Twenty-four-year-old Veronika seems to have everything -- youth and beauty, boyfriends and a loving family, a fulfilling job. But something is missing in her life. So, one cold November morning, she takes a handful of sleeping pills, expecting never to wake up. But she does -- at a mental hospital where she is told that she has only days to live. Inspired by events in Coelho's own life, Veronika Decides to Die questions the meaning of madness and celebrates individuals who do not fit into patterns society considers normal. Bold and illuminating, it is a dazzling portrait of a young woman at the crossroads of despair and liberation, and a poetic, exuberant appreciation of each day as a renewed opportunity.More
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Can't stand this narrator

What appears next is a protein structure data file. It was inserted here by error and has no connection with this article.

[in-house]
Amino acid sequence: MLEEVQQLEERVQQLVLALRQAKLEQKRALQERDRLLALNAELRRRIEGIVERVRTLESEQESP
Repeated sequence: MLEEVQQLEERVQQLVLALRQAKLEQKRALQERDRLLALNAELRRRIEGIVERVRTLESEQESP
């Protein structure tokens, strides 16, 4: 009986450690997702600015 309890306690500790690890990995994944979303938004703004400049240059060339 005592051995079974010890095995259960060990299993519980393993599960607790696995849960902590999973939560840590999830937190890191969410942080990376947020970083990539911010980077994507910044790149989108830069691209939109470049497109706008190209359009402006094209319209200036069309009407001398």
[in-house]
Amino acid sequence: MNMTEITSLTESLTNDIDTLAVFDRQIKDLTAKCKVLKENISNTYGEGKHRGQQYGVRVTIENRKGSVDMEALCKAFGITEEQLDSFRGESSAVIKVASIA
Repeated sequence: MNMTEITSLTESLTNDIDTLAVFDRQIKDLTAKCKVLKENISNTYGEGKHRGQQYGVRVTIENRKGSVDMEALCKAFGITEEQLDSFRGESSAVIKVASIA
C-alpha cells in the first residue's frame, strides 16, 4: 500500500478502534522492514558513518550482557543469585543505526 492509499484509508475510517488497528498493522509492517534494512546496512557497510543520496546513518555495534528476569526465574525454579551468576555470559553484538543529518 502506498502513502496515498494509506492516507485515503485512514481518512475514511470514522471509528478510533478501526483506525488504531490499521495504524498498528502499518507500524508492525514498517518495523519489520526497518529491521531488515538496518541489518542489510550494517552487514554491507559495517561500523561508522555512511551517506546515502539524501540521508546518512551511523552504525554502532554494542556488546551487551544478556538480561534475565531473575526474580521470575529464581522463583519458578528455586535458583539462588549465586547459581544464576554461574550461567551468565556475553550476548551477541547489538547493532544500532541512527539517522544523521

So far, I don't think this is the best Coelho I've read yet. The text gets repetitive and jumps from one point to another. Frankly though, this animosity is largely because of the narrator of this book. I should've stuck with reading it instead of listening. What a disservice to Paulo Coelho. I like the existential questions though and am curious to see how it unfolds.
This narrator sounds like a robot. You know those corporate videos that you have to watch at orientation before you start a new job? That's how the narration and the dialogue sound like here, it has that sing-song lilt that's supposed to keep new hires from falling asleep on their first day. It doesn't work here. Not with Paulo Coelho! Goodness. I am returning this audiobook and just reading the text from the book. I think American female narrators in general need to listen to English narrators, they seem to know what they're doing. I would rather listen to Juliet Stevenson or Susanah Harker.